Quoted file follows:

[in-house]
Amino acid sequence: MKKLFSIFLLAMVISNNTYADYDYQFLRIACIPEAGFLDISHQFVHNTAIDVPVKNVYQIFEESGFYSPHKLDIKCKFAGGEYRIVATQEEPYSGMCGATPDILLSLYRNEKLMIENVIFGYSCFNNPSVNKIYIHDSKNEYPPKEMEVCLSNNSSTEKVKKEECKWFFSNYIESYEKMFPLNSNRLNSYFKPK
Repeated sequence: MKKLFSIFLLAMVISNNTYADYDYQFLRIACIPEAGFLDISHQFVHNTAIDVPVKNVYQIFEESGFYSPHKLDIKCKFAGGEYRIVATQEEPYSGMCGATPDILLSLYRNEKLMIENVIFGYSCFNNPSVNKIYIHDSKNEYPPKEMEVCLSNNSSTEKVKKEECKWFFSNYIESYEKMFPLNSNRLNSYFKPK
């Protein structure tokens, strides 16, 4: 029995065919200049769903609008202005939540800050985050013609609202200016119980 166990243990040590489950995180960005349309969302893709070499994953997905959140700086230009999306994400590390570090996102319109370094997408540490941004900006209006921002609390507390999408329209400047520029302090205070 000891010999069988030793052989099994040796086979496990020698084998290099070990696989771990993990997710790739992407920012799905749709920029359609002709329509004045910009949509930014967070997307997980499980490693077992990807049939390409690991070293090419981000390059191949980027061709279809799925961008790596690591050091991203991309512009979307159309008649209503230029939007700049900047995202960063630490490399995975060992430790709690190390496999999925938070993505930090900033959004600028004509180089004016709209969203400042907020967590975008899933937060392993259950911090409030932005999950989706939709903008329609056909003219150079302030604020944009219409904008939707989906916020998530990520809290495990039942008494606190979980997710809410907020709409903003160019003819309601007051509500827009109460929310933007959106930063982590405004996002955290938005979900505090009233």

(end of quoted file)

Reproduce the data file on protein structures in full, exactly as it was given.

[in-house]
Amino acid sequence: MKKLFSIFLLAMVISNNTYADYDYQFLRIACIPEAGFLDISHQFVHNTAIDVPVKNVYQIFEESGFYSPHKLDIKCKFAGGEYRIVATQEEPYSGMCGATPDILLSLYRNEKLMIENVIFGYSCFNNPSVNKIYIHDSKNEYPPKEMEVCLSNNSSTEKVKKEECKWFFSNYIESYEKMFPLNSNRLNSYFKPK
Repeated sequence: MKKLFSIFLLAMVISNNTYADYDYQFLRIACIPEAGFLDISHQFVHNTAIDVPVKNVYQIFEESGFYSPHKLDIKCKFAGGEYRIVATQEEPYSGMCGATPDILLSLYRNEKLMIENVIFGYSCFNNPSVNKIYIHDSKNEYPPKEMEVCLSNNSSTEKVKKEECKWFFSNYIESYEKMFPLNSNRLNSYFKPK
């Protein structure tokens, strides 16, 4: 029995065919200049769903609008202005939540800050985050013609609202200016119980 166990243990040590489950995180960005349309969302893709070499994953997905959140700086230009999306994400590390570090996102319109370094997408540490941004900006209006921002609390507390999408329209400047520029302090205070 000891010999069988030793052989099994040796086979496990020698084998290099070990696989771990993990997710790739992407920012799905749709920029359609002709329509004045910009949509930014967070997307997980499980490693077992990807049939390409690991070293090419981000390059191949980027061709279809799925961008790596690591050091991203991309512009979307159309008649209503230029939007700049900047995202960063630490490399995975060992430790709690190390496999999925938070993505930090900033959004600028004509180089004016709209969203400042907020967590975008899933937060392993259950911090409030932005999950989706939709903008329609056909003219150079302030604020944009219409904008939707989906916020998530990520809290495990039942008494606190979980997710809410907020709409903003160019003819309601007051509500827009109460929310933007959106930063982590405004996002955290938005979900505090009233």